Lowell Mill Girl Letters

August 8, 1847

Courtesy: University of Massachusetts Lowell 
Transcribed: University of Massachusetts Lowell, Center for Lowell History 

  
   Sabbath morning Aug 8th  ‘47 
  
Dear Elisabeth1 
  
            I received your letter and perused it with the greatest pleasure imaginable still I envied you your 
comfort I do wish I could be with you would not I enjoy myself too?  I’ll bet I would   Now let me see what news have I got to write I cannot think of one item  O! yes I have been out sick two whole days I was dreadful sick I sewed all the time just as fast as my fingers would enable me to lucky for me my old man did not inquire about me wasn’t it?2 You asked me about Marrilla3 she is dead she died at the Hospital4 the next morning after you left Lowell Ruth Damon5 was with her when she asked her what she should tell her Father  Marrilla answered tell him I die perfectly happy I feel sure I shall see him in Heaven I sincerely hope she will don’t you?  how bad to die so far away from all friends who care for you among 

  1Elizabeth M. Stevens 
  2Miss Mary Lucinda Hovey, operative Suffolk Mills; called in sick at the mill  
     to stay home and sew 
  3Miss Marrilla W. Williams, weaver Lawrence Mills; b: 1830, Albany, VT  
     d: 27 Jul 1847, Lowell, MA 
  4Lowell Corporation Hospital, dysentery 
  5Miss Ruth Stearns Damon, weaver; b: 30 Aug 1823, Kirby, VT d: bef 1877;  
     daughter of Ebenezer Damon b: Ashby, MA and Rhobe W. Sheldon b: RI;  
     Lowell Institute for Savings Records 
  

those whose only wish is as seems to be to have you out of sight that they may get your money and clothes &c forgive me for speaking so bitterly I could not not help it for I think the treatments she received during her sickness was anything but fair and when she died it was six oclock in the morning and she was burried at two in the afternoon & I would just tell you another truth but I dare not put it in black and white. 

But I am writing all together differently from what I intended when I commenced this  I am very sorry your health is not good I hope you may get well by the time I come to see you for if you do not I am fearful what the result of my visit would be  I think now I shall be up there in September if you like.  I have had one letter from Abby since she went home and I answered it in a hurry (the same as you will think I have yours) she wrote that she should return to Lowell in about 3 weeks from this I was over at 22 the evening after I got your letter I told Sarah Cross she said she roomed with Martha she was dreadful sick after you left and the day that I was over there she had had her dress on the first time  Experience took care of her I don’t doubt she had the very best care Sophronia Tuck6 is sick now she is in the care of Dr. Birnham7 I beleive the rest of the girls are all well they all seemed very much pleased to hear from you and wished to be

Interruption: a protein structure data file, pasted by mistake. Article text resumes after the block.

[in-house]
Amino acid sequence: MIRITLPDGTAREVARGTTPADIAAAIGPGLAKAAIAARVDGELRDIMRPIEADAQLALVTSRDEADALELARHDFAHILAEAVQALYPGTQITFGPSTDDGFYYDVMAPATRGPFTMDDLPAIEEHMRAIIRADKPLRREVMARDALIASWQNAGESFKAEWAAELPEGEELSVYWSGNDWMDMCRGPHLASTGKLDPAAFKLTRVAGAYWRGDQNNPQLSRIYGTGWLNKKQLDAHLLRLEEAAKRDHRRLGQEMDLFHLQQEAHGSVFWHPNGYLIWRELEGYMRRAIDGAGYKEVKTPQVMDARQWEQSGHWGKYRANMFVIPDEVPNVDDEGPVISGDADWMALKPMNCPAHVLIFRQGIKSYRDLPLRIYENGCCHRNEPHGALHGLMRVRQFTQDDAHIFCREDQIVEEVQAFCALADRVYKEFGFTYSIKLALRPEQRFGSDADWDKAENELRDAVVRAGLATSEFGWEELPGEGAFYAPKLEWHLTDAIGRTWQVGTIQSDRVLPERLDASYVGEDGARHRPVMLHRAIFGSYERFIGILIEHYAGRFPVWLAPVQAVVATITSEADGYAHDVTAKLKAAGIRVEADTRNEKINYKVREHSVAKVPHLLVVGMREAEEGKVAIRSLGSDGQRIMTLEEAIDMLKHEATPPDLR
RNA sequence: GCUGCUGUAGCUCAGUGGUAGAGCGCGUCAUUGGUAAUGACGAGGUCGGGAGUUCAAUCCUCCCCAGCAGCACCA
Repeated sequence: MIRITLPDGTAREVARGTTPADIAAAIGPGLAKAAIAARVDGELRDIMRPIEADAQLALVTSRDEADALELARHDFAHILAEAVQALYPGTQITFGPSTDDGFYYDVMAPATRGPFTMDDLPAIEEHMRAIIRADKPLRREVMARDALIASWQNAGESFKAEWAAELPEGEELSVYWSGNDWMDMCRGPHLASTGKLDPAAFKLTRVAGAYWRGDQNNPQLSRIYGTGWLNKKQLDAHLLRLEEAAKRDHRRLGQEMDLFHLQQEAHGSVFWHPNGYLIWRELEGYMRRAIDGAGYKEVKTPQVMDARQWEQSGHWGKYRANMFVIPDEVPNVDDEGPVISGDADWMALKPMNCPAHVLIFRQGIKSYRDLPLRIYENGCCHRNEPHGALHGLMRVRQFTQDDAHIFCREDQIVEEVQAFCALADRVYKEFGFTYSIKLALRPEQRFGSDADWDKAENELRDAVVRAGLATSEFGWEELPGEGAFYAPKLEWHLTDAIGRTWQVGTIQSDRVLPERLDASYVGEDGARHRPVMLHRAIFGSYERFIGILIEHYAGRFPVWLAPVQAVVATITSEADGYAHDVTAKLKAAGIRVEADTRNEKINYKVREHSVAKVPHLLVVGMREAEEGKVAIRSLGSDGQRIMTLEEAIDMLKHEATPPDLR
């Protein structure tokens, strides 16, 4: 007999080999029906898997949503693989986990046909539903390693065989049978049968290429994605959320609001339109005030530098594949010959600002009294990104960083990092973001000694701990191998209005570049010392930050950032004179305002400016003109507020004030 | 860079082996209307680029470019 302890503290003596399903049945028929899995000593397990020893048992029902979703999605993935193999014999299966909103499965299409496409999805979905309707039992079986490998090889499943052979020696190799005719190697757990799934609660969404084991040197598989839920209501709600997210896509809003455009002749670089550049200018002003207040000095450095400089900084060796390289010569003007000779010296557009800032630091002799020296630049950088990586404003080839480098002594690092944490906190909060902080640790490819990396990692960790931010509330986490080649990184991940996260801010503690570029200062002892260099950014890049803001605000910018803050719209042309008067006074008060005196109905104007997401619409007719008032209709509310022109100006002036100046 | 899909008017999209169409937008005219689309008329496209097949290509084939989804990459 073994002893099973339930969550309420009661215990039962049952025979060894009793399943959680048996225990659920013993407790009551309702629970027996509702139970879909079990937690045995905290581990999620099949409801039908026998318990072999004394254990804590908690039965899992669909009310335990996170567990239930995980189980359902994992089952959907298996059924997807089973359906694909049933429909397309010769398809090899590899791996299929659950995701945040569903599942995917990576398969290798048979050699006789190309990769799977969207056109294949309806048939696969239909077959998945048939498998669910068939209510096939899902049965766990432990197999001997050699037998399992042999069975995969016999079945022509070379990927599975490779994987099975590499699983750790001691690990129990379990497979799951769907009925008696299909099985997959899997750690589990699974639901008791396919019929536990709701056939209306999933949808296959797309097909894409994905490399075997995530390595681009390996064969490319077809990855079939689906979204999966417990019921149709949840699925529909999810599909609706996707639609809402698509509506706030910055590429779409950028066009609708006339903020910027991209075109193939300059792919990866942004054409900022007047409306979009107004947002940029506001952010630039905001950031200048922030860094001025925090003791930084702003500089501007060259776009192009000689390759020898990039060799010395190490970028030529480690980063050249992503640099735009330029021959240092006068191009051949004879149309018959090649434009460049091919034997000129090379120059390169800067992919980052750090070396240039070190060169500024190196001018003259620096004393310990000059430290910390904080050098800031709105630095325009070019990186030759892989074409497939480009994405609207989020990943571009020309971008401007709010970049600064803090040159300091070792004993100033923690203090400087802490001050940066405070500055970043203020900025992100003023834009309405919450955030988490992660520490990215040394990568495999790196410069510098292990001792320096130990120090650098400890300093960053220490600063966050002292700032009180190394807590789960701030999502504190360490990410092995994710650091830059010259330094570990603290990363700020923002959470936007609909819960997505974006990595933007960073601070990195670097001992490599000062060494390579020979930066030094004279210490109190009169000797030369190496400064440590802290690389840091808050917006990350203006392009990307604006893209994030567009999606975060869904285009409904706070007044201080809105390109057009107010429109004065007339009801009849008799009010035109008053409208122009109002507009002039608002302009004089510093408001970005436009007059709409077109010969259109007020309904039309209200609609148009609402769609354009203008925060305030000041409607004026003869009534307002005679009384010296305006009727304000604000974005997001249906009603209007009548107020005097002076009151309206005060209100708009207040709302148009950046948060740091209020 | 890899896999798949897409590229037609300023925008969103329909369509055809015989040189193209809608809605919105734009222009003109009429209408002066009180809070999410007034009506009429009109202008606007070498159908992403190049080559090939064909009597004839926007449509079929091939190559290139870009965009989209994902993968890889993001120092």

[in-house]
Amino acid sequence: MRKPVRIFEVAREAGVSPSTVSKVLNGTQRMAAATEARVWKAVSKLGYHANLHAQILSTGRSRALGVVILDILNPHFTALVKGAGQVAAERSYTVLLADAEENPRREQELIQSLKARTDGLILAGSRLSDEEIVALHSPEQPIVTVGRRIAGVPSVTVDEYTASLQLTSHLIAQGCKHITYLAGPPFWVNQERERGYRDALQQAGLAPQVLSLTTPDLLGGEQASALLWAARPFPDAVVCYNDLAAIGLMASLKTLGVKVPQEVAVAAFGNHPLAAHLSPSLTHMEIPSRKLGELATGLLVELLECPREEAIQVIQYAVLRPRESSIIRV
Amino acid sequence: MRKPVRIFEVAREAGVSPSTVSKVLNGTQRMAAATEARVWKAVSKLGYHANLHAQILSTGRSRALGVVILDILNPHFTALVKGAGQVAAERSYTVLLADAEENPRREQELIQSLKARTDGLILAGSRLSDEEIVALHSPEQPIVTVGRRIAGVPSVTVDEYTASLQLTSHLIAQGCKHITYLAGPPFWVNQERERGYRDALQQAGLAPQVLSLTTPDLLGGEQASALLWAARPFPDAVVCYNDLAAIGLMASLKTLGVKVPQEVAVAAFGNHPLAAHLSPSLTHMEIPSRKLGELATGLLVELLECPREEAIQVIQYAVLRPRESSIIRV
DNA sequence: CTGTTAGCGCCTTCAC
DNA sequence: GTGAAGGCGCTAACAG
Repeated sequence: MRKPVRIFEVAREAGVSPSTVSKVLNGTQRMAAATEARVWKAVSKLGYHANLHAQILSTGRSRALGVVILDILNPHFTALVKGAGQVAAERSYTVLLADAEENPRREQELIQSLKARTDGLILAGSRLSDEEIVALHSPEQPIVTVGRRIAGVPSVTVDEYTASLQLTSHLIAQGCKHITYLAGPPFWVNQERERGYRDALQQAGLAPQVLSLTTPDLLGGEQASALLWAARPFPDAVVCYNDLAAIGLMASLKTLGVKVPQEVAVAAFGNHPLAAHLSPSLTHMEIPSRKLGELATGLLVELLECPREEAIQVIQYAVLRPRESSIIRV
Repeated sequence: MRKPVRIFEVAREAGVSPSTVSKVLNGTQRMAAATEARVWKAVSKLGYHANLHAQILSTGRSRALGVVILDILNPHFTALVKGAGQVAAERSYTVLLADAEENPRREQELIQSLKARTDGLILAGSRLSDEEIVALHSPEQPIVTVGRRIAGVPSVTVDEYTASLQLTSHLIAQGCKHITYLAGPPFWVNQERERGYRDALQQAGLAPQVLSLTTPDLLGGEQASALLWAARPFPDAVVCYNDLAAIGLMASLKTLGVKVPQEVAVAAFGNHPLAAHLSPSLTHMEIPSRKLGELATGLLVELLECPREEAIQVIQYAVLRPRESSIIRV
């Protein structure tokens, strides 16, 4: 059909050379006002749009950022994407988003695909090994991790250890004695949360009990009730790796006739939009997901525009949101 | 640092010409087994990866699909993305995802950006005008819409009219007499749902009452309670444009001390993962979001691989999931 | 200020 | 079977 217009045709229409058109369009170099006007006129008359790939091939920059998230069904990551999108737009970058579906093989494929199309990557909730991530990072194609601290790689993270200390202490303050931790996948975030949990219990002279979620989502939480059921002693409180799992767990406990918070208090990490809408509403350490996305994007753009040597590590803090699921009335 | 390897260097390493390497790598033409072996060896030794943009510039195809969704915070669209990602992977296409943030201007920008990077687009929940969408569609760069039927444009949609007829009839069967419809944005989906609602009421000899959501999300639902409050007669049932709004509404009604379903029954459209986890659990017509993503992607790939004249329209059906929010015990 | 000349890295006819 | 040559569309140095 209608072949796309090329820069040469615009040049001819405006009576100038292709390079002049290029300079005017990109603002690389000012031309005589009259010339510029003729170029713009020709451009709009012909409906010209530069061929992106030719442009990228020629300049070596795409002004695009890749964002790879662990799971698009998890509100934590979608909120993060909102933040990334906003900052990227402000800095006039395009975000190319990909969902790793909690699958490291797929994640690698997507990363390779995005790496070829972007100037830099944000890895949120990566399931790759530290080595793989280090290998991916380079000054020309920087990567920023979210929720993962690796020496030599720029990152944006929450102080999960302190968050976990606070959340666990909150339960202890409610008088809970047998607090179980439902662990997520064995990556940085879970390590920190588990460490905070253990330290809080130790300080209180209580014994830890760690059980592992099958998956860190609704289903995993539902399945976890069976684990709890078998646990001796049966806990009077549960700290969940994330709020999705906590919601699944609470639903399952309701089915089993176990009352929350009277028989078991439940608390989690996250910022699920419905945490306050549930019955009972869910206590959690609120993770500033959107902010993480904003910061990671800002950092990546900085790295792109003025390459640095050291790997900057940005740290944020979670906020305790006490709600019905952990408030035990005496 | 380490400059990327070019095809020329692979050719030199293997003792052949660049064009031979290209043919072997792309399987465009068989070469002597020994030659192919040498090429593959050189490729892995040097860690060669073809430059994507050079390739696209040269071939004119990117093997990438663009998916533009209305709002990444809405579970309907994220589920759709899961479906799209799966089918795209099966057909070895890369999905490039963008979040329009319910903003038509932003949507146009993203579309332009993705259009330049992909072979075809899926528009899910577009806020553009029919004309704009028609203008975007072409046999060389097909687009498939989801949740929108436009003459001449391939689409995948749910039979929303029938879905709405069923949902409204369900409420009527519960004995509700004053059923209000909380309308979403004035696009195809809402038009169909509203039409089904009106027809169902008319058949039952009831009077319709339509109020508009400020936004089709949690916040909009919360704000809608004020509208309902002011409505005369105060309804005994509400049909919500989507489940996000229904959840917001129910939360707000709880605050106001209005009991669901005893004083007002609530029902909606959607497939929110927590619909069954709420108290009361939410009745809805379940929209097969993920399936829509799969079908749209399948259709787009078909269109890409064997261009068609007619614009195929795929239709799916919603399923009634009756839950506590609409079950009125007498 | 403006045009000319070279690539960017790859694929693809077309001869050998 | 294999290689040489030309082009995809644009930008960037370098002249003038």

6Miss Sophronia Tuck, operative Suffolk Mills, boarding at 22 Suffolk Mills;  
        b: 1830, ME; boarding at 12 Suffolk Mills; family moved to Grundy County, Il;  
       married Velasco L. Fuller b: 1836, NY 
    7Walter Burnham, Jr., physician; b: 12 Jan 1808, Brookfield, VT  
       d: 1883, Lowell, MA; business at Central and Middlesex Sts. 
  

remembered by you  Abby Fiske8 in particular she is getting ready to leave these diggings  I don’t think anything more to write now only I have changed my boarding place again.  what you think ob dat ha?  Ill tell you why Miss Hemmageway9 took five paddies to board10 and I can tell you such work as they made I would not stay so you see I just put-off and came to 18 on the Suffolk11 here I am now.  the old woman12 makes or tries to make us all go to meeting but you see she can’t drive me and she has almost given up the idea that she can Everything else I like much better than I ever have else- where. I was thinking if you had any pigs they would have been set at liberty when you was eighteen  I wish I could have seen you that day I should have given to something to remember I’ll warrant you  You see I have written the little shroud 
as I promised you I would if you will write me again in my answer I will send the Silver moon  I have not written anything as yet worth reading and I will not weary you patience by writing any more nonsense dont forget to direct your next letter to No.1813 instead of 2614 Sincerely Yours now & ever 
                                   Mary L. Hovey15

PS  if you dont write me another letter before long I shall be after thinking you dont consider this worth your notice any how now you mind that you you see I did not forget to write you a letter full & long as your own if not longer  Lucinda16 
 

[on cover] 
Elizabeth M. Stevens17 
Leyden, Mass. 

    8Miss Abby Fiske: b: 1821, ME; daughter of Abner Fiske and Olive Littlefield;  
        1847 Lowell, MA: operative; 1860 Biddeford, MA: dressmaker 
    9Miss Sophronia Hemenway, BH Keeper #26 Suffolk 
   10Mrs. Sarah Parker, BH Keeper #28 Suffolk Mills, 46 boarders at least 29 Irish 
   11Mrs. Hannah Tenney Morrison, BH Keeper #18 Suffolk Mills, 10 boarders  
        at least 3 Irish 
   12Mrs Hannah Tenney Morrison b: 3 Jan 1792, Bradford, MA d: 13 Nov 1880,  
       Billerica, MA; 1847-1870 Lowell, MA BH Keeper #18 Suffolk Mills;  
       married 1876 Franklin Davis Morrison  b: 26 Nov 1788, Corinth, VT  
       d: 6 Apr 1835, ME; daughter of Adelaide Clinton Morrison b: 27 Nov 1833, NH 
  13Mrs. Hannah Tenney Morrison, BH Keeper 
  14Miss Sophronia Hemenway, BH Keeper 
  15Miss Mary Lucinda Hovey, operative Suffolk Mills, boarding 18 Suffolk Mills  
      formerly 26 Suffolk; b: 29 May 1828, Lyme, NH d: aft 1910; daughter of Dudley  
      and Rubie Hovey; married Frederick Hiram Herbert b: 4 Nov 1823, Haverhill,  
      NH d: 25 Jun 1869, Waco, TX 
  16Miss Mary Lucinda Hovey 
  17Elizabeth M. Stevens